On 19 September 2012 15:43, Nicholas Jackson
On 19 September 2012 14:13, Andreas Kolbe
I would ask that you resign from the board.
Perhaps it's not my place to say this, but here goes anyway. I've edited
Wikipedia articles on and off for a few years, but after attending a couple
of absolutely splendid local outreach events I was inspired to actually
join the UK chapter and subscribe to this mailing list.
In the two or three months I've been lurking here, I've witnessed two
campaigns for board members to resign, and I have to say I'm beginning to
wonder quite what sort of organisation I've joined. I know almost nothing
about the background to either of these cases, and to be honest I don't
really think I want to know. Maybe the critics do have a point, after
all. Certainly the trustees of a charity should behave with decorum and
integrity, so I wouldn't want to gainsay any legitimate attempts to hold
them to account. But it seems that all the necessary information was made
available to the voting members well before the election, and they
collectively decided that they'd still rather elect these people to the
board. So in the absence of compelling further evidence, which this
doesn't appear to be, I'd have thought that's that until the next election.
I'm on the board of a small educational charity myself, and I'm very glad
that I and my fellow trustees don't have to put up with constant sniping
from the sidelines, calls for our resignation, or suspiciously-timed
articles appearing in the national press. If we did, I'd almost certainly
just say to hell with it, and walk away.
I suppose my question is: does this sort of politicking actually serve the
aims of Wikimedia UK at all, and if not could it perhaps stop soon? It
just seems as though all this infighting does far more damage to the
reputation of the chapter than the fact that one of the trustees was
temporarily banned, under somewhat questionable circumstances, from editing
Wikipedia, or that one of the other trustees might have got a handful of
free leaflets in connection with a pretty cool-sounding outreach initiative
he's working on.
Anyway, if you'll excuse me, I've got a stack of other things to do this
afternoon so I'm going to get back to them.
Yes, indeed. It's an interesting question.
There is a site called Wikipediocracy which critiques Wikipedia and
associated organisations. I *think* (but am uncertain of the timeline) this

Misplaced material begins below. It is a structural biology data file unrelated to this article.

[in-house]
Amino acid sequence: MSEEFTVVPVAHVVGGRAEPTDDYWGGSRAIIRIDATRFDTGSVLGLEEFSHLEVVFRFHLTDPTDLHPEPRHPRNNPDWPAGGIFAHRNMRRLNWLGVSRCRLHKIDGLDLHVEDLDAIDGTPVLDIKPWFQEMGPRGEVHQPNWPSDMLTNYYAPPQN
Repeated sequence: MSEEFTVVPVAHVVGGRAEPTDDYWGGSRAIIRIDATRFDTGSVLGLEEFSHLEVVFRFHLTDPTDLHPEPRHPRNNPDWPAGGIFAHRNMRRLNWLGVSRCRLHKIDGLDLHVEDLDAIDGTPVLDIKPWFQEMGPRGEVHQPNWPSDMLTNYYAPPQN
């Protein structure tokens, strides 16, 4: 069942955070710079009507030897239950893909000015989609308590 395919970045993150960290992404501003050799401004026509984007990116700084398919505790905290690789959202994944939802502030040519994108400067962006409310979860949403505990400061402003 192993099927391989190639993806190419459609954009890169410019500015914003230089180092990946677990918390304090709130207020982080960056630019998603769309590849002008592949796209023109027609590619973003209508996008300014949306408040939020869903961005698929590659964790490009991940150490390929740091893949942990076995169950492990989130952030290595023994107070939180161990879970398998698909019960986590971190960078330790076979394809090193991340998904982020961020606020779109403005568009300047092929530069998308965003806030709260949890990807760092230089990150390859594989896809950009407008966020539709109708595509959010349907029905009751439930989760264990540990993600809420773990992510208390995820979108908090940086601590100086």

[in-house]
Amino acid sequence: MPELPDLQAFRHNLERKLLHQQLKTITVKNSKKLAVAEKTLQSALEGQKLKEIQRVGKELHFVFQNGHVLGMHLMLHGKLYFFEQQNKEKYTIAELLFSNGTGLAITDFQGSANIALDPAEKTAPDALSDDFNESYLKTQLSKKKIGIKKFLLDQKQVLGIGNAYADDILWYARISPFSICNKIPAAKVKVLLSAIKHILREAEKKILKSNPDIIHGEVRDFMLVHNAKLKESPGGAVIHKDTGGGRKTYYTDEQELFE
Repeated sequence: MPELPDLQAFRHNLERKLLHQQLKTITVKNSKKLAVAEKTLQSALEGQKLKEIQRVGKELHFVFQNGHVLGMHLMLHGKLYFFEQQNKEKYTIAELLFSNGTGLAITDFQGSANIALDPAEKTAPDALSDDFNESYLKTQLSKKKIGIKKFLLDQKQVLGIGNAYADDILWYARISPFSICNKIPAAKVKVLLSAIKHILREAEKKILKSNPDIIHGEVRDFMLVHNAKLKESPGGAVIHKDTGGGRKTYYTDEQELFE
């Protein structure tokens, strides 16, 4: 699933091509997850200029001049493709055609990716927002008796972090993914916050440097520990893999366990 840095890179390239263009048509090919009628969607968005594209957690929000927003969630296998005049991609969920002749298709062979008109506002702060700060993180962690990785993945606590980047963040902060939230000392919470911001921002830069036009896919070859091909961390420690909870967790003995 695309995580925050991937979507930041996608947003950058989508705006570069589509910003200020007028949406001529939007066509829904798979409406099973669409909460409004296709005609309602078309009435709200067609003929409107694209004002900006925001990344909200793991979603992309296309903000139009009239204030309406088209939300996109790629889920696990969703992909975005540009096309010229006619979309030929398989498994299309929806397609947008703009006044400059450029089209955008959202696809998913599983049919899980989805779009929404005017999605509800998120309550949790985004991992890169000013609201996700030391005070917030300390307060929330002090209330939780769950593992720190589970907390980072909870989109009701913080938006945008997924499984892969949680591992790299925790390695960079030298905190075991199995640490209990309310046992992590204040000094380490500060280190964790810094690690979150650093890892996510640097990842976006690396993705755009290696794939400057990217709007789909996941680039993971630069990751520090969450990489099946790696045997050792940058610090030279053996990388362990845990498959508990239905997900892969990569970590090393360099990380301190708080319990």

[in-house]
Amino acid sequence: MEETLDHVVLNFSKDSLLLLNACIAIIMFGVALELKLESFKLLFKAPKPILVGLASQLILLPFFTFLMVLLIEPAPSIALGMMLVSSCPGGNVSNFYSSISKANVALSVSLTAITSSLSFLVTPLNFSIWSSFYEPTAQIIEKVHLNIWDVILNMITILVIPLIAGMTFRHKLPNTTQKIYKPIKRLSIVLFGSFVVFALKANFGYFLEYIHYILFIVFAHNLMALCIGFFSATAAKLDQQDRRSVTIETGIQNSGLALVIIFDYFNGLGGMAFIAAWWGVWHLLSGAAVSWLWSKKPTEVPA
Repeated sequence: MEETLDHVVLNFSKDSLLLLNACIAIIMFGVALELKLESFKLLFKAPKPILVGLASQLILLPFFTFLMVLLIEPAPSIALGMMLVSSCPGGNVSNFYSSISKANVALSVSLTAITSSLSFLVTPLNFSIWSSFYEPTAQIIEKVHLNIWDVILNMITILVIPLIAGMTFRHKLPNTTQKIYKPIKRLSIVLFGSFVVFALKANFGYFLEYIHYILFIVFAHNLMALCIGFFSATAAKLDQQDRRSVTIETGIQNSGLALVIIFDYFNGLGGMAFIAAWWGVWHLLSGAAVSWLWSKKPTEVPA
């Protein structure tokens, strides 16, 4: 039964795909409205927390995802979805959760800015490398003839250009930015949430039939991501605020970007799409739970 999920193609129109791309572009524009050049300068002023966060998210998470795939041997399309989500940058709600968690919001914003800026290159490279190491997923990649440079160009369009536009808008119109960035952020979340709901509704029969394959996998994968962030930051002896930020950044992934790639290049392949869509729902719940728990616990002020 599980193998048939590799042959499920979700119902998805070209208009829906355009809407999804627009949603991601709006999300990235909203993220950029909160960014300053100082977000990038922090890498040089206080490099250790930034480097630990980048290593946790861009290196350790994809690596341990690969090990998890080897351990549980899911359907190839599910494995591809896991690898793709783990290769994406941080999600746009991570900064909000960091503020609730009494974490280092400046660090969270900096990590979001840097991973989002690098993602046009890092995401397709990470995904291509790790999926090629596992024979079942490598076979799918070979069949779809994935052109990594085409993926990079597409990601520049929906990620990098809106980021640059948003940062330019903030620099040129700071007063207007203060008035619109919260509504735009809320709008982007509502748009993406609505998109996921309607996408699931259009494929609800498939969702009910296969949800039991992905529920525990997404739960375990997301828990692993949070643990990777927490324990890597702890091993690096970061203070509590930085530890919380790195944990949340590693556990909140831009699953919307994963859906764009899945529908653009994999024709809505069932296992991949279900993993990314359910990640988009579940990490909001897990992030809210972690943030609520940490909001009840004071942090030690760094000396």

issue stemmed from comments raised there.
I'm a member of that site; for a number of reasons, but partly because I
agree with some of the members that Wikipedia is corrupt in places and
partly because it is always worth interacting with your critics.
Certain other people are members of that site, who tend to be a lot harder
in their criticism and disdain for Wikipedia.
There is a balance over what issues of concern need to be taken forward as
true concerns, and which ones are simply blown up out of proportion. Even
then, genuine problems can sometimes be over egged by the WO community.
I'm concerned about transparency and openness - we are not as transparent
as we could be (based on our ideals) so I tend to push in those areas.
It has made me unpopular; I get an appreciable amount of hate mail and
anonymous threats. Following the Fae incident this ramped up somewhat. I
get cold shouldered by others in our community because I am critical.
This is par for the course.
But on this issue; I am happy to press Roger for clarity about his
commercial enterprise, and how the board is responding (i.e. I had no idea
he offered to resign twice - that is the sort of information we should be
sharing!!). I'm not pushing for his resignation, I am pushing for a clearly
delineated situation where everyone is aware of the lie of the land.
Small charities are often subject to corruption; both nefarious and
accidental. I've seen it happen numerous times (and picked apart the pieces
for court afterwards). I am eager we build our charity on more progressive
lines; that exhibit exemplary ethics and professional interactions.
It *appears* Roger's interactions have indeed been ethical here - we just
didn't know about it. And perception of our organisation is one of the
problems we need to address.